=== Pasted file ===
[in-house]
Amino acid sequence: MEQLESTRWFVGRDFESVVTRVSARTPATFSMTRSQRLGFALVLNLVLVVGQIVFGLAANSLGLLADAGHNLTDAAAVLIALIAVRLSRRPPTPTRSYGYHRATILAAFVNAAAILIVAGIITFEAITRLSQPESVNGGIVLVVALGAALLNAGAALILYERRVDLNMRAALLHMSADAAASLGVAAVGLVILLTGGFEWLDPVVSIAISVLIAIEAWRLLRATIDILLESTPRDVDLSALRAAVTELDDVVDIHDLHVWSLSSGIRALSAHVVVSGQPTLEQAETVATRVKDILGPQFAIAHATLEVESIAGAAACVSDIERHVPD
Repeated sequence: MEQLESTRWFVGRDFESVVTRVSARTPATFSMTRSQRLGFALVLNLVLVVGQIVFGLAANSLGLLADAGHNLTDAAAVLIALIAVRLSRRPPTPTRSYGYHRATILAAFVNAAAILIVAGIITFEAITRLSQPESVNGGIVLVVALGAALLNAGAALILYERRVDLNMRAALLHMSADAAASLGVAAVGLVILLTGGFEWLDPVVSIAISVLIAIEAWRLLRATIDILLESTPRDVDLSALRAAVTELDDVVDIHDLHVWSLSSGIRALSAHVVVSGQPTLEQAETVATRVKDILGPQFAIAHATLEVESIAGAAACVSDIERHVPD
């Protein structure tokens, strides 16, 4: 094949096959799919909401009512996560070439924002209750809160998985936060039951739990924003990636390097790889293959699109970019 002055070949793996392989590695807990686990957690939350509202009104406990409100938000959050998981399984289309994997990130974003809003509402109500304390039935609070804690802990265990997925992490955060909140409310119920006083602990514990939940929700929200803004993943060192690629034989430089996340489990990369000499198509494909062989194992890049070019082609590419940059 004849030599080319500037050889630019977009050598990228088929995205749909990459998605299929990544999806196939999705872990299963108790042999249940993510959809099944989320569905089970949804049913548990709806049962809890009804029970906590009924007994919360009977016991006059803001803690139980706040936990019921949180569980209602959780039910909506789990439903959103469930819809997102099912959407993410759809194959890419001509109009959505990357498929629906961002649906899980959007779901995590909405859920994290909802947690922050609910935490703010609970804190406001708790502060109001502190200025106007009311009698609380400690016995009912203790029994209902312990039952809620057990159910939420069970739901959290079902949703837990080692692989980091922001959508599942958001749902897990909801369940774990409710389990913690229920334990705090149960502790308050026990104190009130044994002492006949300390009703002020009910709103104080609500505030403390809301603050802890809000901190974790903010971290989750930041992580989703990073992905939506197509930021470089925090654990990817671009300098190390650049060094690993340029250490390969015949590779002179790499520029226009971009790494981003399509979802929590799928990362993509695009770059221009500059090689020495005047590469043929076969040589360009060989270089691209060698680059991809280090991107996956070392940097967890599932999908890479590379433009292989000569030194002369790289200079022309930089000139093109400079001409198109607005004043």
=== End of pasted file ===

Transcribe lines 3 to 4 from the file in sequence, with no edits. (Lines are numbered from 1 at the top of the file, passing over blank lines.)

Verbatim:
Repeated sequence: MEQLESTRWFVGRDFESVVTRVSARTPATFSMTRSQRLGFALVLNLVLVVGQIVFGLAANSLGLLADAGHNLTDAAAVLIALIAVRLSRRPPTPTRSYGYHRATILAAFVNAAAILIVAGIITFEAITRLSQPESVNGGIVLVVALGAALLNAGAALILYERRVDLNMRAALLHMSADAAASLGVAAVGLVILLTGGFEWLDPVVSIAISVLIAIEAWRLLRATIDILLESTPRDVDLSALRAAVTELDDVVDIHDLHVWSLSSGIRALSAHVVVSGQPTLEQAETVATRVKDILGPQFAIAHATLEVESIAGAAACVSDIERHVPD
């Protein structure tokens, strides 16, 4: 094949096959799919909401009512996560070439924002209750809160998985936060039951739990924003990636390097790889293959699109970019 002055070949793996392989590695807990686990957690939350509202009104406990409100938000959050998981399984289309994997990130974003809003509402109500304390039935609070804690802990265990997925992490955060909140409310119920006083602990514990939940929700929200803004993943060192690629034989430089996340489990990369000499198509494909062989194992890049070019082609590419940059 004849030599080319500037050889630019977009050598990228088929995205749909990459998605299929990544999806196939999705872990299963108790042999249940993510959809099944989320569905089970949804049913548990709806049962809890009804029970906590009924007994919360009977016991006059803001803690139980706040936990019921949180569980209602959780039910909506789990439903959103469930819809997102099912959407993410759809194959890419001509109009959505990357498929629906961002649906899980959007779901995590909405859920994290909802947690922050609910935490703010609970804190406001708790502060109001502190200025106007009311009698609380400690016995009912203790029994209902312990039952809620057990159910939420069970739901959290079902949703837990080692692989980091922001959508599942958001749902897990909801369940774990409710389990913690229920334990705090149960502790308050026990104190009130044994002492006949300390009703002020009910709103104080609500505030403390809301603050802890809000901190974790903010971290989750930041992580989703990073992905939506197509930021470089925090654990990817671009300098190390650049060094690993340029250490390969015949590779002179790499520029226009971009790494981003399509979802929590799928990362993509695009770059221009500059090689020495005047590469043929076969040589360009060989270089691209060698680059991809280090991107996956070392940097967890599932999908890479590379433009292989000569030194002369790289200079022309930089000139093109400079001409198109607005004043």